A former paramedic has warned parents about the dangers of using a garden hose over summer.
Nikki Jurcutz, who shares educational first aid videos online through her business Tiny Hearts Eduction, took to Instagram to warn people about the dangers of the garden hose in summer.
She said parents should run hoses for at least 60 seconds before spraying their children, as the water inside the hose can reach temperatures of 60C – even if it is just 32C outside.
Alongside the warning, there was a graphic image of nine-month-old Nicholas Woodger, who was badly burned after his mother accidentally sprayed him with the hose when filling up a kiddie pool in Las Vegas in 2016.
“The water inside a garden hose can heat up quickly to between 55-60 degrees in the summer sun when not running,” the social media post explained.
“So this is your reminder; when you’re outside with your little ones and are planning to use the sprinkler or hose to cool off, run the water on the grass for 60 seconds or until the water runs cold before spraying onto anyone.”
Ms Jurcutz, who started Tiny Hearts Eduction with her sister Rach Waia, said to call Triple-0 if your child sustains deep, blistering burns on their face, throat, genitals, hands or airways.
“Cool the burn with cool running water for 20 minutes while you wait,” she said.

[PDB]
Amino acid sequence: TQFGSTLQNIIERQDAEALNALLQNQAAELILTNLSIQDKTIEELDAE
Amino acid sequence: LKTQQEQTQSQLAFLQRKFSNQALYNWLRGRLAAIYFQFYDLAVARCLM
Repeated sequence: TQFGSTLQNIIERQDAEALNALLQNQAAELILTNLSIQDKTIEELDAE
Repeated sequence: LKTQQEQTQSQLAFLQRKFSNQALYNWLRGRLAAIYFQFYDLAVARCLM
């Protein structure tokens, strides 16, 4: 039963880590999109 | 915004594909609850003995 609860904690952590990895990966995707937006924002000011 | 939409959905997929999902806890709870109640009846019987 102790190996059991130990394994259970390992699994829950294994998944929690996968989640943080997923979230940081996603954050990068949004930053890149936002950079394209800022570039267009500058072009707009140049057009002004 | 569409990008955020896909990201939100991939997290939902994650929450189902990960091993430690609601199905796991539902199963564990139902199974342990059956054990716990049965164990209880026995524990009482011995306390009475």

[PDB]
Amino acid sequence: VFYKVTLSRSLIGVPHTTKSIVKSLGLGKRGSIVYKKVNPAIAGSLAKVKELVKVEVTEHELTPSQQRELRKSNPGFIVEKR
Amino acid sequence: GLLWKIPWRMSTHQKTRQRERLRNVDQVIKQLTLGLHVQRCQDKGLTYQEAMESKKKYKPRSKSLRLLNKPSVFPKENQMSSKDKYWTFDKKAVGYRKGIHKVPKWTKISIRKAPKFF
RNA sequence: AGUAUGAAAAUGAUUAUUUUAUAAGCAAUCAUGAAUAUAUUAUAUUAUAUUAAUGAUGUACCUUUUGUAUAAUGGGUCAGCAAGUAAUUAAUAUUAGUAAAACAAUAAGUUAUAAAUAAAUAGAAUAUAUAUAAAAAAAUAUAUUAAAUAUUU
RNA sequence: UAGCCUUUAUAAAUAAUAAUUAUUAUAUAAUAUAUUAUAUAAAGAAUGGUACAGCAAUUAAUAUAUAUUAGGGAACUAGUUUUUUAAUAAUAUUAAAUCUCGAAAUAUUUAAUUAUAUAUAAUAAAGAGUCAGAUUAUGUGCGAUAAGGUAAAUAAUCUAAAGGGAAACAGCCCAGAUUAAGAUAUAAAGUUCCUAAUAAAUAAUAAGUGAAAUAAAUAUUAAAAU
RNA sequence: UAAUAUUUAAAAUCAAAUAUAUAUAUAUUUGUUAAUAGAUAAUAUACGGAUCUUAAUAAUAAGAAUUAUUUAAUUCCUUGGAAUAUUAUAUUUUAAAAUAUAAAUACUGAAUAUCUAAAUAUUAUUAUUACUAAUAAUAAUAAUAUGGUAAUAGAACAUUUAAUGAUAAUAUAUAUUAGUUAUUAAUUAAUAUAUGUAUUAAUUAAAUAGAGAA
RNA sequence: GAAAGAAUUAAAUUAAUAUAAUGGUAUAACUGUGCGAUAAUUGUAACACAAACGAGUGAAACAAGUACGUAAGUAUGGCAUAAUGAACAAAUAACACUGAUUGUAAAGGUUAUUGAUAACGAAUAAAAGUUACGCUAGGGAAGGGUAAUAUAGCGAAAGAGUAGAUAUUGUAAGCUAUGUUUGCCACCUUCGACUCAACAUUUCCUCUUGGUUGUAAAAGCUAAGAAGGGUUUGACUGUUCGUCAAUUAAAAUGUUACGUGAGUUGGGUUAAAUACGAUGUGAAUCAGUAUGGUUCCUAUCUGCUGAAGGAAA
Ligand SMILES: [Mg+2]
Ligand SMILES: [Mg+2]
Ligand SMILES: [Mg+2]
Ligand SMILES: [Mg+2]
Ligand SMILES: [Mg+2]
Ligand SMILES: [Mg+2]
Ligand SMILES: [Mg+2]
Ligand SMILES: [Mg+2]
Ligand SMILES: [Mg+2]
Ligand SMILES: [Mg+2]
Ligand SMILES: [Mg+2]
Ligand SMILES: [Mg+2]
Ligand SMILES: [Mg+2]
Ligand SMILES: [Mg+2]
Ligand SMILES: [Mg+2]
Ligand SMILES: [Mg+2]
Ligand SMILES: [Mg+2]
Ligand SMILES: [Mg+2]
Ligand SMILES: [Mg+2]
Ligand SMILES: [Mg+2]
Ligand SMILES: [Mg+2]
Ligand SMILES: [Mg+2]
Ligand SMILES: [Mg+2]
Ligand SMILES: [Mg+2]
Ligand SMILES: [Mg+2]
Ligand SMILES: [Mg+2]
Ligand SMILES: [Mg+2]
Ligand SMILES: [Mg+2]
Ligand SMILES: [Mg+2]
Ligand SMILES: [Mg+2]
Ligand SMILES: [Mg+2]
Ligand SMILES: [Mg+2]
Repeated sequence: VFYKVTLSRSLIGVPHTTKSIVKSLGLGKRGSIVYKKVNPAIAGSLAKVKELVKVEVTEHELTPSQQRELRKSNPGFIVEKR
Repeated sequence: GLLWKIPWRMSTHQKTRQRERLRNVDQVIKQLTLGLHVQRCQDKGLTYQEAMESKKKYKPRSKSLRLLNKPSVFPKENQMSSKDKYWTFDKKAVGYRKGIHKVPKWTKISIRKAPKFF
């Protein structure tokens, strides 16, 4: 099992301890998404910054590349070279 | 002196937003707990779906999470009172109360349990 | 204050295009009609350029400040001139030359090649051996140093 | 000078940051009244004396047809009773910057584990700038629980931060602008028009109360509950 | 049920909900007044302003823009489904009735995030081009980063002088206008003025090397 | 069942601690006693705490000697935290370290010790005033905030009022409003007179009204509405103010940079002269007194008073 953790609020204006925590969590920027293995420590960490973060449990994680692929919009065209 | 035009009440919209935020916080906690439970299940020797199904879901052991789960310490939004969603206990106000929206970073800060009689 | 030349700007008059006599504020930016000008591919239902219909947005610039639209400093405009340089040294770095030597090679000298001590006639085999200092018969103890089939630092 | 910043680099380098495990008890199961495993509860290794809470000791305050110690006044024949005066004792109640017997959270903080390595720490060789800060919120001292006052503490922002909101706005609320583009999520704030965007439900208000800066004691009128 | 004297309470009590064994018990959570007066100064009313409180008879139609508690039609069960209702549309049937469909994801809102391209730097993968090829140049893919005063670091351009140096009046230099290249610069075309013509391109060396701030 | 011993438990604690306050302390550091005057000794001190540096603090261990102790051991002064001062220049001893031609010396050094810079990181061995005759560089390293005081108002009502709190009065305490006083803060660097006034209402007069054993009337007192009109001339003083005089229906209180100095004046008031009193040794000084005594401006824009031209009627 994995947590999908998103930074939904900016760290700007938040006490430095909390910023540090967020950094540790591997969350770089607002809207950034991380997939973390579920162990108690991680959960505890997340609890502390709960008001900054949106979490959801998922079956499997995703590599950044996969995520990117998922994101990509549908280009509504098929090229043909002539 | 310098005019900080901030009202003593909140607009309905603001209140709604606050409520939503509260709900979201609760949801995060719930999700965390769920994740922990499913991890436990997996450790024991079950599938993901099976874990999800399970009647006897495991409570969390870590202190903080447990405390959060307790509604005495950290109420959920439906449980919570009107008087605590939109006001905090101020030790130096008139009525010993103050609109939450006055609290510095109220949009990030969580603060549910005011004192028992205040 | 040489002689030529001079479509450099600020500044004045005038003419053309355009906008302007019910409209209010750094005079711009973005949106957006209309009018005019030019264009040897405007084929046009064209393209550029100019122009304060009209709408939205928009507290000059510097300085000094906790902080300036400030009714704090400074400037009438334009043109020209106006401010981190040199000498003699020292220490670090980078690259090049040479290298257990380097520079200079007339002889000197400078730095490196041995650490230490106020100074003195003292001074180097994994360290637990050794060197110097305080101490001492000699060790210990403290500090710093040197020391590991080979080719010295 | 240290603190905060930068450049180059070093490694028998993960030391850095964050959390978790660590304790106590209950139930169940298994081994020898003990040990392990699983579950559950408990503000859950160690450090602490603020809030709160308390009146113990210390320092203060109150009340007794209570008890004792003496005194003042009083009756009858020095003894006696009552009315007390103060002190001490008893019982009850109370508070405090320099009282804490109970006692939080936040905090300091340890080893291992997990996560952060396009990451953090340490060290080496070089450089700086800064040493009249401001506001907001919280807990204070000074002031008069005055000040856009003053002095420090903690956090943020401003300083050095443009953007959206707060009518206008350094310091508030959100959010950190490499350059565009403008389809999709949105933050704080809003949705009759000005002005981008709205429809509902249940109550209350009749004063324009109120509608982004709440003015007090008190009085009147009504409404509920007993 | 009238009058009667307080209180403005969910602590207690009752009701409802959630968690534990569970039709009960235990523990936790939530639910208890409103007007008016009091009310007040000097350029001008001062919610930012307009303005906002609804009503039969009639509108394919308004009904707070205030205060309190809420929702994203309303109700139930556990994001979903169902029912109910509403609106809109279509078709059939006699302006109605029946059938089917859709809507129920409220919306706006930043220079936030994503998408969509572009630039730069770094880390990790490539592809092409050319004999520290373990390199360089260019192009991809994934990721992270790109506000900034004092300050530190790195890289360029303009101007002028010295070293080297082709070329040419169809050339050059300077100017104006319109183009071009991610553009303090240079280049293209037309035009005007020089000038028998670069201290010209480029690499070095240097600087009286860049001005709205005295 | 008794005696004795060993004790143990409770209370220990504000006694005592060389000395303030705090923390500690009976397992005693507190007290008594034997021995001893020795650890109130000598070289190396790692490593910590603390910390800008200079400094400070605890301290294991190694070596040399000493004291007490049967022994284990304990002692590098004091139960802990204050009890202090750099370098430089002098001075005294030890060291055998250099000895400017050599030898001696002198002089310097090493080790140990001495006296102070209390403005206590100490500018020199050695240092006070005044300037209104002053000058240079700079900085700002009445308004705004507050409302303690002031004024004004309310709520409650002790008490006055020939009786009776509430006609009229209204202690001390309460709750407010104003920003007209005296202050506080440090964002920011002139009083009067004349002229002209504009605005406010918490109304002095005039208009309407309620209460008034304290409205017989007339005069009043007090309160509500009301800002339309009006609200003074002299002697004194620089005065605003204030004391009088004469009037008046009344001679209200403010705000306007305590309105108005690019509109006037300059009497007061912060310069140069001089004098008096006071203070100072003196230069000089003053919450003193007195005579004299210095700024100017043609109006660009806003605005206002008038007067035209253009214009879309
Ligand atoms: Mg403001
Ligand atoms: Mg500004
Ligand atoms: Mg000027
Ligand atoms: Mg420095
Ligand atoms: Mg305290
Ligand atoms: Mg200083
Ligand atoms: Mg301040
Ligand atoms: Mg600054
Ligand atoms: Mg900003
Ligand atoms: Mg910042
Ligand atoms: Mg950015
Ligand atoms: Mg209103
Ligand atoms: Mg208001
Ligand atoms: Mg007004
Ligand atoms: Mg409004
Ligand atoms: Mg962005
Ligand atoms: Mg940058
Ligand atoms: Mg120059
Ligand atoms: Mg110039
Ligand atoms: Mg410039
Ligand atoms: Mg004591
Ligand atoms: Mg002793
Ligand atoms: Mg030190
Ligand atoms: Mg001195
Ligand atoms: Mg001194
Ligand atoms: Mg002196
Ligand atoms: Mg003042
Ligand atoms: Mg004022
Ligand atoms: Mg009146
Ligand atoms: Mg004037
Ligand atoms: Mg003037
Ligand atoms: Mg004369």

Many parents were grateful for the information, with one revealing this was their “worst fear” living in Brisbane.
The sisters, who had always wanted to go into business together, founded Tiny Hearts Education in 2013.
A harrowing on-the-job experience prompted Ms Jurcutz to reconsider her work and eventually quit the industry so she could prevent another situation like it from happening.
“This particular job was with a really young little bub,” she told news.com.au.
“The parents were talking us through what had happened and myself and my partner had walked in, immediately laid our eyes on this baby, scooped this baby up and ran out to the ambulance.
“We called intensive care and we knew she was in immediate life threat, we had to ventilate her on the way to hospital.”
While the job was just one of thousands Ms Jurcutz attended during her eight year career as a paramedic, it would prove pivotal in her next career move.
At the same time, Ms Waia had recently become a parent herself and remarked how she too had been given little information about how to help her bub in a medical emergency.
“It just became a conversation where I said to Rach, ‘we need to be the solution’,” Ms Jurcutz previously told news.com.au.
Seeing the baby so sick prompted Ms Jurcutz to want to help parents be more prepared.
Ms Jurcutz is the CEO, while Ms Waia, who has a background in education, is the national training manager.
For the first three years of operation Ms Jurcutz continued to work as a paramedic before eventually quitting so she could focus on the business full time.
The business runs baby first aid and birthing courses as well as selling child-specific medical equipment, including first aid kits.
Tiny Hearts Education also has more than 480,000 followers on Instagram, where they share posts on everything from what to do if your child is choking or how a red “line” can be a sign of life-threatening infection.